George A. Romero ushered in the modern-day zombie film with his debut motion picture, Night of the Living Dead (1968). Romero, who died on July 17 at the age of 77, was primarily known for his series of zombie movies, but made other types of flicks, too. His third feature is one such work. This fascinating film—which follows a suburban housewife and her dalliance with the occult—is relatively obscure, though the pending release of a new Romero boxed set will surely change all that.
Filmed in 1972 under the title of Jack’s Wife, Romero was given just $170,000 to make the film, though he had been promised a slightly higher—but still very modest—budget of $250,000. So, the picture had to be made on the cheap. In addition to directing, Romero wrote the original screenplay, was the cinematographer, and edited the film. His original cut of Jack’s Wife was 130 minutes, but the distributor, Jack Harris, chopped it down to 89 minutes and changed the title. Released in 1973, it would now be called Hungry Wives.
The marketing materials for Hungry Wives downplayed the witchcraft angle, instead making it seem as though targeted filmgoers were in for a softcore picture, filled with married women who were all stepping out on their husbands (quite misleading, though there is some brief nudity and the protagonist does have an affair). If you’ve seen the movie, you know the Hungry Wives trailer is more than a little deceptive.
Despite (or perhaps because of) the efforts made by the distributor to make the film a box office hit, it failed to find an audience. Understandably, Romero later looked back on the entire endeavor as “a pretty disappointing experience.” There are no existing copies of his 130-minute cut.
After the success of Romero’s Dawn of the Dead (1978), Harris rereleased Hungry Wives as Season of the Witch. As you can see in the poster at the top of this post, it was not only made to appear as if it was Romero’s follow-up to Dawn, but that it’s a horror movie similar to John Carpenter’s Halloween (1978).
But Season of the Witch isn’t really a horror movie either, though it has elements of the genre, notably the proto-slasher nightmare sequences, in which Joan is being stalked by a man wearing a mask and brandishing a knife. This aspect was exaggerated in the Season trailer.
Little-known actress Jan White plays Joan Mitchell, the lead character in the film. Joan’s suburban boredom and anxiety regarding her path in life leads to her interest in the dark arts. Joan eventually becomes a witch, and though she believes it makes her more powerful, it doesn’t mean she’s made the right choice.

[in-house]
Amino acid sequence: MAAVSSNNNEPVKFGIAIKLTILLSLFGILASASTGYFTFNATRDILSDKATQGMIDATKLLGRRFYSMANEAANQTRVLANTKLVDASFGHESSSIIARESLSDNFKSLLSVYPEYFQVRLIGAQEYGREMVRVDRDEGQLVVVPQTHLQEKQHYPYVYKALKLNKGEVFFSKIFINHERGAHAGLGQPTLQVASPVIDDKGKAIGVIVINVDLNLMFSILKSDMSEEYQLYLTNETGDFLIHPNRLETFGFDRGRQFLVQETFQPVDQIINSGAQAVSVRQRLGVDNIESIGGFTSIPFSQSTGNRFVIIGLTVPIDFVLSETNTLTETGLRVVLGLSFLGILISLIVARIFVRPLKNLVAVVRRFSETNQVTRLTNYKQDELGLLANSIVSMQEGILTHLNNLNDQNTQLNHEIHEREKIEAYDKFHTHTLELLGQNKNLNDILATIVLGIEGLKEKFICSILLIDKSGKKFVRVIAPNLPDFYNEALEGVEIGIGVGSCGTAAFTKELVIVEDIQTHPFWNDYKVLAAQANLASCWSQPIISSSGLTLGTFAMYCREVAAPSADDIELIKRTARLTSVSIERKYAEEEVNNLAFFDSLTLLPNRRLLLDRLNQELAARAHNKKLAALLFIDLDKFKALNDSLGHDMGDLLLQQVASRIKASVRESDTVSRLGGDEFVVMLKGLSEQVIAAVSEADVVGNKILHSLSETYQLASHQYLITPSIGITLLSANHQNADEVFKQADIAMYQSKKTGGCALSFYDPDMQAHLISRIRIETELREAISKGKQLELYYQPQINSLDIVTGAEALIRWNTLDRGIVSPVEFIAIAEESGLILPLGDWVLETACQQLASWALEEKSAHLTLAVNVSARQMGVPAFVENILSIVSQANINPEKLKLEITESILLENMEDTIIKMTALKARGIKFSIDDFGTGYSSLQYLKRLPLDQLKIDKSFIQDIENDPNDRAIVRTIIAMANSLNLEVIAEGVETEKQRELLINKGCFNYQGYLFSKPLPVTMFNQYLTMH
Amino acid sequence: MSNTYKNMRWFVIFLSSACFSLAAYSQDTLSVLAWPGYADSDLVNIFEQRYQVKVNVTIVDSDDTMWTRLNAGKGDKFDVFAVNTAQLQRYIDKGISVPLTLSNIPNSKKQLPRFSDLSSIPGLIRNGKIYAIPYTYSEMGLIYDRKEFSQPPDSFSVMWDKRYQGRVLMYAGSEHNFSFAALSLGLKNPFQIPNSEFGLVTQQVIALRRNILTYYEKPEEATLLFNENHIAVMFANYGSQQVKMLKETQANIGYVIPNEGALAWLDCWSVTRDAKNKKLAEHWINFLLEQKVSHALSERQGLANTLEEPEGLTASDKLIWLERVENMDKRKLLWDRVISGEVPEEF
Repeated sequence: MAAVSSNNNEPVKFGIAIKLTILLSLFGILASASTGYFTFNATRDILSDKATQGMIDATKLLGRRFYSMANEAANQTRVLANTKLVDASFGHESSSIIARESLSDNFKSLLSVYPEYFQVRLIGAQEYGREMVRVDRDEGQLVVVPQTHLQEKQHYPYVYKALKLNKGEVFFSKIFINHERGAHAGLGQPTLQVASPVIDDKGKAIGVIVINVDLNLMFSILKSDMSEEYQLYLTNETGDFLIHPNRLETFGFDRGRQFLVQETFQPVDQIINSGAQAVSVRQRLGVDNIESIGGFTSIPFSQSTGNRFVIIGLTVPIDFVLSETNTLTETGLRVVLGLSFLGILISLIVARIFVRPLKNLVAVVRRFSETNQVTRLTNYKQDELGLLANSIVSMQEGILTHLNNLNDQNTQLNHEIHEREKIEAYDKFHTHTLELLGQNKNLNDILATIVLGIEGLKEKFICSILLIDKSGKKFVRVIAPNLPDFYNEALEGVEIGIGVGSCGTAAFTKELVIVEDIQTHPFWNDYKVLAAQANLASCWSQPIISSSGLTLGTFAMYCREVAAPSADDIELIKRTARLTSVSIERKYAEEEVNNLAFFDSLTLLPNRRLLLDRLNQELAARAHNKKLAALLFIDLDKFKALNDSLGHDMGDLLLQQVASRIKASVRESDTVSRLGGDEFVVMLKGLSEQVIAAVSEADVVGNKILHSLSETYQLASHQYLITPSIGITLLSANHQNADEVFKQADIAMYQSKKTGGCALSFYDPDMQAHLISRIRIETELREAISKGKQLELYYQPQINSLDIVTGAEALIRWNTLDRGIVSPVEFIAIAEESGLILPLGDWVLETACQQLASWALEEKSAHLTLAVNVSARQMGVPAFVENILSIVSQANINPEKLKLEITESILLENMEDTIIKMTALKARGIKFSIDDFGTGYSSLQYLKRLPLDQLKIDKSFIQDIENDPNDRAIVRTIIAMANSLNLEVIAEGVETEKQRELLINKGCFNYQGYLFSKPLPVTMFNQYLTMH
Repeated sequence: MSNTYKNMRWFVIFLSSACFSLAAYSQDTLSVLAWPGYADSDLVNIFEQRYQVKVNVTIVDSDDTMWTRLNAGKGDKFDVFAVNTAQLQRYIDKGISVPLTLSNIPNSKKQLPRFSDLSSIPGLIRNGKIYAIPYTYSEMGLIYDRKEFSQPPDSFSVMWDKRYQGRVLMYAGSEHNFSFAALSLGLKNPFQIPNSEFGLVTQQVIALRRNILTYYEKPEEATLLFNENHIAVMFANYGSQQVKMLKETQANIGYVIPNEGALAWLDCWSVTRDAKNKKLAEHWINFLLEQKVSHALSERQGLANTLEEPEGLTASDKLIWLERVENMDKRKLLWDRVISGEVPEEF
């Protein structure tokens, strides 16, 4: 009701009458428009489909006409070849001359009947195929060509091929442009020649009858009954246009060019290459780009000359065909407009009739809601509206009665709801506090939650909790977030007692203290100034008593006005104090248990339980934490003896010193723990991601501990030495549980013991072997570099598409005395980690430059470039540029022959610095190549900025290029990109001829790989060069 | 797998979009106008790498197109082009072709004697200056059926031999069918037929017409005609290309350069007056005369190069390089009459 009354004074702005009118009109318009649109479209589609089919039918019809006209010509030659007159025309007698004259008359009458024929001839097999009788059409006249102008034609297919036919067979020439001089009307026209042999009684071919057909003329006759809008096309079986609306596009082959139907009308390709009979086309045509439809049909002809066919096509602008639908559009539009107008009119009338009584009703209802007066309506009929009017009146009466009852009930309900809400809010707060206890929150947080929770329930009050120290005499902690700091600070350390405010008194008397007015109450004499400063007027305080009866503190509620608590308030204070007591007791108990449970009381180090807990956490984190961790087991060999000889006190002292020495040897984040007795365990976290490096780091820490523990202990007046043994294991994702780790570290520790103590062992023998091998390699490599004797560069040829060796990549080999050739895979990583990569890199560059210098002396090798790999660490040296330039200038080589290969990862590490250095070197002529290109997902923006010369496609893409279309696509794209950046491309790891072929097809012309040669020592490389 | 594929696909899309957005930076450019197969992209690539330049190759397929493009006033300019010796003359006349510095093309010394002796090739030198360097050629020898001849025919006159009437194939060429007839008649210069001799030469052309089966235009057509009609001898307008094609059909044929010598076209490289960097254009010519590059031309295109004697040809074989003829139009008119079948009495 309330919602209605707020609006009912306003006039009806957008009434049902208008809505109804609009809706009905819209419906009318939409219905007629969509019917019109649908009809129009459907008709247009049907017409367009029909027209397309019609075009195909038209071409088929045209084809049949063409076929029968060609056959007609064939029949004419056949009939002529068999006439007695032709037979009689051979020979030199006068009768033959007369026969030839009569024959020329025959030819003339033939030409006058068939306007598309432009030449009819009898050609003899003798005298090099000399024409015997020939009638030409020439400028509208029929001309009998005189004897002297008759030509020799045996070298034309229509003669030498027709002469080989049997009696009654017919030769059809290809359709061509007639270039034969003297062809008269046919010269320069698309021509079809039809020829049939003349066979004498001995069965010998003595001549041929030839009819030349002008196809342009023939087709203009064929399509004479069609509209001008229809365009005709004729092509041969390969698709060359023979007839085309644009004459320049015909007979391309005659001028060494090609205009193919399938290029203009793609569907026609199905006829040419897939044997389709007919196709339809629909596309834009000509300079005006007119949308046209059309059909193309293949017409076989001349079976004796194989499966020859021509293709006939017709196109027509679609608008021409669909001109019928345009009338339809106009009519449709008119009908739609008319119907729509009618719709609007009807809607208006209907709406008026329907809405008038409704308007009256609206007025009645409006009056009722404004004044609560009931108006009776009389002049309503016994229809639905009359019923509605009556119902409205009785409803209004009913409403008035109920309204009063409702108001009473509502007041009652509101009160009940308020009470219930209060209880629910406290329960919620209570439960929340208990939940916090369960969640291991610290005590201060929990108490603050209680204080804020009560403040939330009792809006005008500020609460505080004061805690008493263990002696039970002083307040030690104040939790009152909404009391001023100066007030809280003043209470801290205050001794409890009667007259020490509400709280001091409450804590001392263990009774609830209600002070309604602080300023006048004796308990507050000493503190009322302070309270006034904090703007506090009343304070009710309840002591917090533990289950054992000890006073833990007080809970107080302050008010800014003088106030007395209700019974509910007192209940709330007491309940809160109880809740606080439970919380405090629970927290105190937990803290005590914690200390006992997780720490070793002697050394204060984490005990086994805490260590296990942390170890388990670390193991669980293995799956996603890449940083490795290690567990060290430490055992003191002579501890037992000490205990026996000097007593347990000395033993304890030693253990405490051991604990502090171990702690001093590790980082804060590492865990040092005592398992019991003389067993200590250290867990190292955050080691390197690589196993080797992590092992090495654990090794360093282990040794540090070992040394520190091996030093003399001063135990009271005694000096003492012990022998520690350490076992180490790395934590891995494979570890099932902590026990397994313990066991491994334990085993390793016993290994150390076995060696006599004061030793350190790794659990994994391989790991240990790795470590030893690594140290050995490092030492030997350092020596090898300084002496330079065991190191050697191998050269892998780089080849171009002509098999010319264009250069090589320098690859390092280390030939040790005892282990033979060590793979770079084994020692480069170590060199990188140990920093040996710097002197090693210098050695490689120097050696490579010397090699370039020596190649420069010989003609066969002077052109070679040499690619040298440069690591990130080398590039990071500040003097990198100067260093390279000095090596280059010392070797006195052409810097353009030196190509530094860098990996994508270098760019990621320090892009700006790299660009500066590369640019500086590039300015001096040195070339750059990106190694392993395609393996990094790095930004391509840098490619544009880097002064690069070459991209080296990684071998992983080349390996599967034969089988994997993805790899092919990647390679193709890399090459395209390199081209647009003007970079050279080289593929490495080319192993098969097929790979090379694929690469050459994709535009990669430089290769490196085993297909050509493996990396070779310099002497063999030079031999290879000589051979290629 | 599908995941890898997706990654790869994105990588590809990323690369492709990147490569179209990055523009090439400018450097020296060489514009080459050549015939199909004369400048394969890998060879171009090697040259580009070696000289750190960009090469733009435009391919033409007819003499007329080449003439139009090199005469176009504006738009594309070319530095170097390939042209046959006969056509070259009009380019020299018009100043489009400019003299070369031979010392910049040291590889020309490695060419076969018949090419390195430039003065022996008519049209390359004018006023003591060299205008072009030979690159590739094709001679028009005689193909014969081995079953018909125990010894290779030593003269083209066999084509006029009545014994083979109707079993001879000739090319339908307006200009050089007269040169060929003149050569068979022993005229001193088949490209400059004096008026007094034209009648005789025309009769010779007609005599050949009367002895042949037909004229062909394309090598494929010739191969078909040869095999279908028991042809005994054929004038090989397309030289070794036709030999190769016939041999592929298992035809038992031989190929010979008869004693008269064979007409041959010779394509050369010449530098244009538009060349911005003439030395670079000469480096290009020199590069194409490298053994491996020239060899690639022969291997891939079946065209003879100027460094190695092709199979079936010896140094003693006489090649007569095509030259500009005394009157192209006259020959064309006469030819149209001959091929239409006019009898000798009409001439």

Romero’s picture reminded me of Luis Buñuel’s Belle de Jour (1967), in that they’re both character studies about married women dealing with troubling issues that involve their husbands, and it’s often difficult to tell while viewing these films if what we’re seeing on screen is meant to be reality.
In his book, The Cinema of George A. Romero: Knight of the Living Dead, author Tony Williams takes a deep dive into Season of the Witch (he uses Romero’s original title when referring to the picture). I’ve selected a few excerpts, which provide additional insight into the film and how it relates to Romero’s other work.
Despite its production problems [minimal production values, uneven acting, and a tendency to appear as merely a dated product of its time], Jack’s Wife represents one of Romero’s most sophisticated attempts to analyze the personal dilemmas affecting individuals in contemporary society who are often faced with different choices but who end up choosing the wrong path. Romero’s various screen characters variously engage in processes of denial that harm their very personalities and prevent them from releasing their real potential as free individuals.
Like Day Of The Dead, Jack’s Wife opens with a deceptive image which seems realistic at first. But, unlike the later film, it follows another sequence which initially appears realistic but is nonetheless an illusion—despite its placement in the world of everyday normality. Both visions symbolically represent Joan’s real life problems and challenge her to respond to them.
Joan’s daughter, Nikki, has a casual boyfriend named Gregg, who’s a professor at the local university—and a self-righteous jerk. A mutual attraction between Joan and Gregg develops, with Joan later casing a spell on him. The two first lay eyes on each in the most realistic-looking of the multiple dream sequences that appear early on, which is easy to miss upon first viewing.
Gregg’s presence initially appears unusual. It will not be until later into the narrative that audiences actually meets him in the film. This intimates that what initially appears to be a chronologically positioned opening sequence actually belongs to the film’s actual conclusion. According to this system, the end must answer the beginning. By placing a character the audience meets later at the very beginning of the film, Romero suggests that Joan’s dilemma will never reach any firm resolution but is actually circular in nature.
Joan fails to comprehend the nature of her personal entrapment. Her attempts to seek out false alternatives that harm her potential for true independence lead to escalating patterns of supernatural chaos and violence. The original nightmares emerged from her uneasy relationship with her boorish husband. But they also take on a sinister form of development as a result of her flirtation with a world of witchcraft which is as equally conformist as the deadly world she seeks escape from.
More after the jump…